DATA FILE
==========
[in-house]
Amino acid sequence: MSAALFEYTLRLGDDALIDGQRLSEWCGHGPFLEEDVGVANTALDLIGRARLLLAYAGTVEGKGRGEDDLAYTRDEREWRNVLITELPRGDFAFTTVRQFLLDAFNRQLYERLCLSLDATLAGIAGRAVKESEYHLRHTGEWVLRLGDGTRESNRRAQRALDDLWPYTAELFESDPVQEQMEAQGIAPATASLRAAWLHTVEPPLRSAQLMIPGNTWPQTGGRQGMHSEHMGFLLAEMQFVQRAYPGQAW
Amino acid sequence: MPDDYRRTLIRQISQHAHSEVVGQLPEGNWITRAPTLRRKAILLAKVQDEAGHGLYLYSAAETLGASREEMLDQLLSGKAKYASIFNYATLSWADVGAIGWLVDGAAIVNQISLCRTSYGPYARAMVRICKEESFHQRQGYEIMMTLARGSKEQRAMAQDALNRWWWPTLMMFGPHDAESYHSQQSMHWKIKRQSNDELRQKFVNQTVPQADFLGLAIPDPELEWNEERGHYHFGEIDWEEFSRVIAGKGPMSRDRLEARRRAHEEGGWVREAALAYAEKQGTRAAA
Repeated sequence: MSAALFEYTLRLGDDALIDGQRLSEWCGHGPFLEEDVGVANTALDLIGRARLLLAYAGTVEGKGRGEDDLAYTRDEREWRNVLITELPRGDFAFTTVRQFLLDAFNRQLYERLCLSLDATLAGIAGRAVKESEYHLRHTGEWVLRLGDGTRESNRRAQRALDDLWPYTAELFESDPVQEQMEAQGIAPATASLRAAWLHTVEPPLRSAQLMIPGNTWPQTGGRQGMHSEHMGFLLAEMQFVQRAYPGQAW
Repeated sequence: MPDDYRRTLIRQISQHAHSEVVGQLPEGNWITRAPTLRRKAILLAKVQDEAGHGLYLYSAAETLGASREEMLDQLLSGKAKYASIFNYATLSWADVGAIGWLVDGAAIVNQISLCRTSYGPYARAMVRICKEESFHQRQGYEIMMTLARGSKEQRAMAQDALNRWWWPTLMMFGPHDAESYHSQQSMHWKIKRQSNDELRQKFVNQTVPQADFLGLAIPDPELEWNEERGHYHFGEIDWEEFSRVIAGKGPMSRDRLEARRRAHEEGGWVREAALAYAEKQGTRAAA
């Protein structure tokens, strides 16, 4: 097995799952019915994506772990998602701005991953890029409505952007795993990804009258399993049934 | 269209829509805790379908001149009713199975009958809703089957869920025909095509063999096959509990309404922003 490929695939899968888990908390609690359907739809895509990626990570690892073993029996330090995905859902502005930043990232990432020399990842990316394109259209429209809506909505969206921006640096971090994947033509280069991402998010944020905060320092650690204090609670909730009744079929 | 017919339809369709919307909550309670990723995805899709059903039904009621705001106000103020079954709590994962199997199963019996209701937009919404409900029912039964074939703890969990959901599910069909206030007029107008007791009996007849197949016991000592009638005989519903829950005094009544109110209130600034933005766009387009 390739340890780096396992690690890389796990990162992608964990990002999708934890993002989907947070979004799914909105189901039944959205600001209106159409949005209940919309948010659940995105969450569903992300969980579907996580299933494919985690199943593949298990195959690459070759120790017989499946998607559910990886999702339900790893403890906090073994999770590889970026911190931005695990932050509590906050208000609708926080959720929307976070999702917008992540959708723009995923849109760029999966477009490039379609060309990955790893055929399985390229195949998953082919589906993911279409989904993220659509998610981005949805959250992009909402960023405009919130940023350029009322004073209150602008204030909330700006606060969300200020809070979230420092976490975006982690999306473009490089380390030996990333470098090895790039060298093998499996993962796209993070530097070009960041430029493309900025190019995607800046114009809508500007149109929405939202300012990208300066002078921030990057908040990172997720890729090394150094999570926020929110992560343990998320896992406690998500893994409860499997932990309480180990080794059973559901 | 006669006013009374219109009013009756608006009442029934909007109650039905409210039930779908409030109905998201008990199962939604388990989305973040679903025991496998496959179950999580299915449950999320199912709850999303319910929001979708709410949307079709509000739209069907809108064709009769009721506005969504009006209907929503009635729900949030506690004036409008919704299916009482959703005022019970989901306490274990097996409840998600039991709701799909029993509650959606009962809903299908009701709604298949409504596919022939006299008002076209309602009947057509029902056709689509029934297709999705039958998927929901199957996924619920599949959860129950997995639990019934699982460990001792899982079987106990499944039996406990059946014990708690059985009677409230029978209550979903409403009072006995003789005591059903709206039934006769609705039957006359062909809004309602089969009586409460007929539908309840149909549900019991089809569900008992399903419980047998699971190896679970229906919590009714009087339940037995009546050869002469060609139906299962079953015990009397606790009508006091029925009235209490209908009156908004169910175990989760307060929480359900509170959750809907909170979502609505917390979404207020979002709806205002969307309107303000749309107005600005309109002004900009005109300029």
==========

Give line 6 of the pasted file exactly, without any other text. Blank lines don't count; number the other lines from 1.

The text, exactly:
């Protein structure tokens, strides 16, 4: 097995799952019915994506772990998602701005991953890029409505952007795993990804009258399993049934 | 269209829509805790379908001149009713199975009958809703089957869920025909095509063999096959509990309404922003 490929695939899968888990908390609690359907739809895509990626990570690892073993029996330090995905859902502005930043990232990432020399990842990316394109259209429209809506909505969206921006640096971090994947033509280069991402998010944020905060320092650690204090609670909730009744079929 | 017919339809369709919307909550309670990723995805899709059903039904009621705001106000103020079954709590994962199997199963019996209701937009919404409900029912039964074939703890969990959901599910069909206030007029107008007791009996007849197949016991000592009638005989519903829950005094009544109110209130600034933005766009387009 390739340890780096396992690690890389796990990162992608964990990002999708934890993002989907947070979004799914909105189901039944959205600001209106159409949005209940919309948010659940995105969450569903992300969980579907996580299933494919985690199943593949298990195959690459070759120790017989499946998607559910990886999702339900790893403890906090073994999770590889970026911190931005695990932050509590906050208000609708926080959720929307976070999702917008992540959708723009995923849109760029999966477009490039379609060309990955790893055929399985390229195949998953082919589906993911279409989904993220659509998610981005949805959250992009909402960023405009919130940023350029009322004073209150602008204030909330700006606060969300200020809070979230420092976490975006982690999306473009490089380390030996990333470098090895790039060298093998499996993962796209993070530097070009960041430029493309900025190019995607800046114009809508500007149109929405939202300012990208300066002078921030990057908040990172997720890729090394150094999570926020929110992560343990998320896992406690998500893994409860499997932990309480180990080794059973559901 | 006669006013009374219109009013009756608006009442029934909007109650039905409210039930779908409030109905998201008990199962939604388990989305973040679903025991496998496959179950999580299915449950999320199912709850999303319910929001979708709410949307079709509000739209069907809108064709009769009721506005969504009006209907929503009635729900949030506690004036409008919704299916009482959703005022019970989901306490274990097996409840998600039991709701799909029993509650959606009962809903299908009701709604298949409504596919022939006299008002076209309602009947057509029902056709689509029934297709999705039958998927929901199957996924619920599949959860129950997995639990019934699982460990001792899982079987106990499944039996406990059946014990708690059985009677409230029978209550979903409403009072006995003789005591059903709206039934006769609705039957006359062909809004309602089969009586409460007929539908309840149909549900019991089809569900008992399903419980047998699971190896679970229906919590009714009087339940037995009546050869002469060609139906299962079953015990009397606790009508006091029925009235209490209908009156908004169910175990989760307060929480359900509170959750809907909170979502609505917390979404207020979002709806205002969307309107303000749309107005600005309109002004900009005109300029």